11. The Panel noted the requirements for Voluntary Removal being that it must secure an adequate level of public protection and should uphold the wider public interest and not be detrimental to it.

12. The Panel noted that the Registrant had been fully informed of the nature of the Voluntary Agreement and its ramifications; namely, that it had the same effect as a Striking Off Order. Thus, in signing the agreement, the Registrant had agreed to its contents and to the consequences of it, being that she would no longer be permitted to practice as a registered OPD. In addition, the Panel concluded that the Registrant had given her fully informed consent to the Voluntary Removal.

13. In the Panel’s judgement, the Voluntary Agreement in this Lack of Competence case would adequately protect the public and uphold public confidence in the profession and in the regulatory process, as well as maintaining the standards of the profession. It would remove the Registrant from practice with immediate effect and thus remove a practitioner described as “dangerous” from the ODP profession. In the Panel’s opinion, a Voluntary Removal would adequately safeguard the health, safety and welfare of the public in this case.

14. The Panel further concluded that a Voluntary Removal in this case would also uphold the wider public interest and an informed member of the public would conclude the need to mark the wide ranging and serious clinical failings of the Registrant identified by this case. A Voluntary Removal would also reflect that the same member of the public would not only take into account that the Registrant had already received a sanction in this case, but also that this case has always been a Lack of Competence case, and not a case of deliberate actions and omissions by the Registrant and not, therefore, Misconduct.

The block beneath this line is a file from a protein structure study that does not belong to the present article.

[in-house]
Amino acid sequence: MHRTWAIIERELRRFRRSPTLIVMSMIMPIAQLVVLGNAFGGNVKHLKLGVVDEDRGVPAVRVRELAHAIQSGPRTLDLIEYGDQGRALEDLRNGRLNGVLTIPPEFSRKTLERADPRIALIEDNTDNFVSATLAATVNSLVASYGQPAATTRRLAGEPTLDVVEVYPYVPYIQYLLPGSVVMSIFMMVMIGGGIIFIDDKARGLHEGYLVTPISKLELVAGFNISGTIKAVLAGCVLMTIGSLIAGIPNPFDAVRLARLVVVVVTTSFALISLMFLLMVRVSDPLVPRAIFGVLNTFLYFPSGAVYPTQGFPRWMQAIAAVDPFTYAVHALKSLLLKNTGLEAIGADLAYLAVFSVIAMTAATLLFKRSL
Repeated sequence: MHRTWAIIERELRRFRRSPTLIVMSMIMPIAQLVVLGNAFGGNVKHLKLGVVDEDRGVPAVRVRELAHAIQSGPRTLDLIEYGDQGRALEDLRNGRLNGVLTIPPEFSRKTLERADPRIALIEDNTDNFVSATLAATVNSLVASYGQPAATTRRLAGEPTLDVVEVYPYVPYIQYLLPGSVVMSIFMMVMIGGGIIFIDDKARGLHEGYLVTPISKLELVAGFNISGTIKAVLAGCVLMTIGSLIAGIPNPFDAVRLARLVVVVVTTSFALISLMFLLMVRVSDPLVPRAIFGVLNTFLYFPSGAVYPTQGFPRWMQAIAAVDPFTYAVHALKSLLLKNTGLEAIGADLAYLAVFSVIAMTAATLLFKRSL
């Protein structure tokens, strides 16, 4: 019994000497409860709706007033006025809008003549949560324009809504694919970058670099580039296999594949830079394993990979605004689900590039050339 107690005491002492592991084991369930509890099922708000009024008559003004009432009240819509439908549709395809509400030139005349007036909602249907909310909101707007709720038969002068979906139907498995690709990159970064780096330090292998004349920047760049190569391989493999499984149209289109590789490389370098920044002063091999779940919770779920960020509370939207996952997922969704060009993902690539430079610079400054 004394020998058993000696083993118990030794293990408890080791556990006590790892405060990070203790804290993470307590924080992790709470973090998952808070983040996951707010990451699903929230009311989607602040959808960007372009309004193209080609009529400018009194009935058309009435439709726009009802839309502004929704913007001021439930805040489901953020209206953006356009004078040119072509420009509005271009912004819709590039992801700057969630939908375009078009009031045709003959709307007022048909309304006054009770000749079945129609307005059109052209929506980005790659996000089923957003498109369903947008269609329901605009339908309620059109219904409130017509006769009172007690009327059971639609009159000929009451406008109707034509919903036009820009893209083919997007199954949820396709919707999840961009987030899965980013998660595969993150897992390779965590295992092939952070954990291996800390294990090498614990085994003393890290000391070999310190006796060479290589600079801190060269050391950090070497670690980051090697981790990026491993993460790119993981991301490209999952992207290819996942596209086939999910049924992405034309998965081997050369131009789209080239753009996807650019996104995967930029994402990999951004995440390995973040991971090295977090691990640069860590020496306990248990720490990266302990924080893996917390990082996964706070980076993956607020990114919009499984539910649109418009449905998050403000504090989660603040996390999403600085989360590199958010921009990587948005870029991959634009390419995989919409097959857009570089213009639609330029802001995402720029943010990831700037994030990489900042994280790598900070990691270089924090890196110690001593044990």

15. For these reasons, the Panel determined that a Voluntary Removal Order in this case gives the necessary and adequate level of public protection and would not be detrimental to the wider public interest.

16. The Panel determined to grant the Voluntary Removal Order.

17. The Panel therefore consented to the HCPC discontinuing these proceedings.

 

Order

The Registrar is directed to revoke the current Suspension Order and directed to remove the name of Cavel Callender from the Register with immediate effect.

Notes

No notes available

Hearing History

History of Hearings for Mrs Cavel Callender

Date Panel Hearing type Outcomes / Status
16/01/2020 Conduct and Competence Committee Voluntary Removal Agreement Voluntary Removal agreed
13/09/2019 Conduct and Competence Committee Review Hearing Suspended
14/03/2019 Conduct and Competence Committee Review Hearing Suspended
12/03/2018 Conduct and Competence Committee Review Hearing Suspended
20/03/2017 Conduct and Competence Committee Final Hearing Suspended